Fire safety and obligations imposed on social housing landlords

27th January 2022

The Fire Safety Act 2021 received royal assent in April 2021, amending the Regulatory Reform (Fire Safety) Order 2005 (the order). While the bill was passed at the end of April 2021, it requires secondary legislation to come into force in England.

The Act has been in force in Wales since 1 October 2021, courtesy of the Fire Safety Act 2021 (Commencement) (Wales) Regulations 2021. With BUPA being fined almost £1m in January 2022 for fire safety failings, the spotlight is once more on fire risk assessments.

What does the Act do?

The Act clarifies that the order (which is the main part of fire safety law) applying to any building with two or more sets of domestic premises applies to the building’s structure, external walls and any common parts, including the front doors. It also clarifies that references to external walls in the order include “doors or windows in those walls” and “anything attached to the exterior of those walls (including balconies).”

These amendments are likely to affect social housing landlords, given the type of housing provided in such settings. The clarifications to the order aim to increase enforcement action in these areas, particularly where remediation of aluminium composite material (ACM) cladding has not taken place.

Obligations on landlords of specialised housing

If you are responsible for the common parts of a building you must now include those elements in a fire risk assessment and in the remedial action you take to safeguard occupants.

Your responsibility to identify fire hazards now extends to:

  • Doors into flats
  • Windows
  • External cladding.

You should pay special attention to these elements in your risk assessment as they may have been compromised over the years by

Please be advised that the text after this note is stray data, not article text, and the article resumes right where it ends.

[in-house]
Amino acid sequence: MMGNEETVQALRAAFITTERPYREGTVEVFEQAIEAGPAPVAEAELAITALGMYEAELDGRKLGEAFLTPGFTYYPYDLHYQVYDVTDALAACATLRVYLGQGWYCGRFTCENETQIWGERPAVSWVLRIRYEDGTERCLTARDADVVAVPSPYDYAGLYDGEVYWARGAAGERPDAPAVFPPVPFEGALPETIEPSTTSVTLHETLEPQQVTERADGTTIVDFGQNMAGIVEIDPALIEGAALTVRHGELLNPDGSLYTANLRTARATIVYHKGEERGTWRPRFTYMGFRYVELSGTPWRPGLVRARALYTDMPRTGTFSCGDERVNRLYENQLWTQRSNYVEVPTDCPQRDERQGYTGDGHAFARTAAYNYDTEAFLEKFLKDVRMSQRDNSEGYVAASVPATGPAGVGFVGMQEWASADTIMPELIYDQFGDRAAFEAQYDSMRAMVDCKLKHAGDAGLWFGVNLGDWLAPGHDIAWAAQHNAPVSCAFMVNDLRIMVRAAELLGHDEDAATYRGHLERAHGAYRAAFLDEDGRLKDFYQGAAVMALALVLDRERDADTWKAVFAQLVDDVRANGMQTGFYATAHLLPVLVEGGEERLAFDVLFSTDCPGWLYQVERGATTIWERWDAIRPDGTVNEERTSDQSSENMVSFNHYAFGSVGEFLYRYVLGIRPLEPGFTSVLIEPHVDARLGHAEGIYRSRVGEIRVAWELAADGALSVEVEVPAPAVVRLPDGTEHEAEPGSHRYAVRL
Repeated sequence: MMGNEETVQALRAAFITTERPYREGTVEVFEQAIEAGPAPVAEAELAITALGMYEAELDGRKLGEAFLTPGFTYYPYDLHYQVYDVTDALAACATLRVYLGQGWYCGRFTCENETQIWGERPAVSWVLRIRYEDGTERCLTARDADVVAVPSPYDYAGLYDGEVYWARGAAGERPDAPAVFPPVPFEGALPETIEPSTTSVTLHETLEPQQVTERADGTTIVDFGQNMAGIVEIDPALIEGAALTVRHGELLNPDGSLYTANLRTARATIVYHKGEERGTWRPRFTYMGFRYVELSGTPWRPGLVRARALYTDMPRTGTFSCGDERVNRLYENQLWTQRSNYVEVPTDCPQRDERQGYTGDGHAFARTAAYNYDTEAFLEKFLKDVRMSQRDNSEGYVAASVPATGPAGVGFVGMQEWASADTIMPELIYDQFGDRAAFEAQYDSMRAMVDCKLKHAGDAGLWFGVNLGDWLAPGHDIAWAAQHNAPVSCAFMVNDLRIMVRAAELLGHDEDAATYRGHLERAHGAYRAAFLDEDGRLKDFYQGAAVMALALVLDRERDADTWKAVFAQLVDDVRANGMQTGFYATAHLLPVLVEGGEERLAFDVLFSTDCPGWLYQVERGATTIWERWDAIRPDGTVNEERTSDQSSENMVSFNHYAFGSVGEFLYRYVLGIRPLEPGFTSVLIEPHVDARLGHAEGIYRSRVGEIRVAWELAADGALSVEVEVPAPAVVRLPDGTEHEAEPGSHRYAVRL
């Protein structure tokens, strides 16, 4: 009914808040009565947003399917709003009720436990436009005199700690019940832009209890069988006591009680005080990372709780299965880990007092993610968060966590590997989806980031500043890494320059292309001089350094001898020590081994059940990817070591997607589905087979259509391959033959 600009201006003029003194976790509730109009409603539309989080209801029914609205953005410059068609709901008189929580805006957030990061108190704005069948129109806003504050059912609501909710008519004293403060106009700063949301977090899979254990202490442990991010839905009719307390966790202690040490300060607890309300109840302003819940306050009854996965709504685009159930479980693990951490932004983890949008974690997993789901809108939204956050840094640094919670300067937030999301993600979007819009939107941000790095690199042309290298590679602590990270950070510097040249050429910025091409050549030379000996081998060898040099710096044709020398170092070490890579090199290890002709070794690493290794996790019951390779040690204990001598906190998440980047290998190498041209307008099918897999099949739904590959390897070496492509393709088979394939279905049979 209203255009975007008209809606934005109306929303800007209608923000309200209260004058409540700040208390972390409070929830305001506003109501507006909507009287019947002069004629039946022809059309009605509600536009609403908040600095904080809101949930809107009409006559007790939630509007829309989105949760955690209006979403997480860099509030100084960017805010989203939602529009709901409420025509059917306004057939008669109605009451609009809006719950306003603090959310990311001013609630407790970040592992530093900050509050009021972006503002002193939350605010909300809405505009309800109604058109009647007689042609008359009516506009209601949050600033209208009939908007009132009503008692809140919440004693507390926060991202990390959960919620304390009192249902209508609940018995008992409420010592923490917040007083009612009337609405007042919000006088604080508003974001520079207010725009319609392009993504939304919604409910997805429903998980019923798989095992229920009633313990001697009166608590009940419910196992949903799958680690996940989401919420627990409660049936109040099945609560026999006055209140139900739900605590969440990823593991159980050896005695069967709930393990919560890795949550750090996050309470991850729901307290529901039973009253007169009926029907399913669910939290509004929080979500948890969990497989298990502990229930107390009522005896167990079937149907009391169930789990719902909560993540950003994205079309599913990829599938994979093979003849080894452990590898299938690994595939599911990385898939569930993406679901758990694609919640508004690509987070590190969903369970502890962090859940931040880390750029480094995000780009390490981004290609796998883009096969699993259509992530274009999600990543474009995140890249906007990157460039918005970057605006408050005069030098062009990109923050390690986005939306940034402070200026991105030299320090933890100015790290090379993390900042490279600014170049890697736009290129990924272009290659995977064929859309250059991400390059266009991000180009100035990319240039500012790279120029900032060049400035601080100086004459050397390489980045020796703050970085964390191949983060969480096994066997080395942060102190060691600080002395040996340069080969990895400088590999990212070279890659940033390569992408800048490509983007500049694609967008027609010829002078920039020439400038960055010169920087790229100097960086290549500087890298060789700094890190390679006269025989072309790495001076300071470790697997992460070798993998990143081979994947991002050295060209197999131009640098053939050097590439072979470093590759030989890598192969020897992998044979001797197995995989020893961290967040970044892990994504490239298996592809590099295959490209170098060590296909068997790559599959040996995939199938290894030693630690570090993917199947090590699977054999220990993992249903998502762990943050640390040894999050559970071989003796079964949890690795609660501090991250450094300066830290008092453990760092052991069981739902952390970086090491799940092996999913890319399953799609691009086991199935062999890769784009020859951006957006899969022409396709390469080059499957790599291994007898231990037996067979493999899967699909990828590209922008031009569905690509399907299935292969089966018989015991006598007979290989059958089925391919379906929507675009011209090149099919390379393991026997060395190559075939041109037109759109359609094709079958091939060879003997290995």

• DIY within dwellings
  • Dilapidation
  • Your own refurbishments/property improvements.

You will need to determine if the quality of materials used or mistakes in fitting have compromised their ability to meet applicable fire standards and are able to control the spread of fire.

What should you do?

Identify people at risk

  • In social housing, particularly, there could be many groups of people who will find it difficult to evacuate in the event of fire.
  • You should consider each of these people and their specific needs. Some tenants/occupants may live in adapted properties and have technical devices to help them move around. You should take note of their needs and liaise with them, or their carers, where appropriate, to determine how they should be assisted.

Evaluate, remove or reduce and protect against remaining risk

  • After identifying hazards and the needs of your residents, you should look to control the risk of the spread of fire or unsuccessful evacuation
  • There are a number of obligations imposed on you in the order regarding firefighting equipment. But social housing operators should also consider how to provide for the safe evacuation of those with additional requirements

Implement your fire risk assessment

  • You are required to implement your fire safety measures and to inform and instruct occupants about what to do in the event of a fire
  • Major findings from your fire risk assessment should be recorded, including the action you have taken
  • Provide training and maintain awareness of the fire mitigation measures you have implemented

Ensure that you regularly review your risk assessment

  • Review and renew your fire risk assessment at least annually to ensure it is still suitable and sufficient. It is easy to become non-compliant and know nothing about it.

The Act has clarified who has responsibility for undertaking fire risk assessment and associated remedial work. It has also underlined the particular requirements for social housing managers to understand and act on. You should be in a position to demonstrate to the regulators that you have taken all the steps you need to protect the occupants of your properties from the risk of fire.

Related Blogs

View All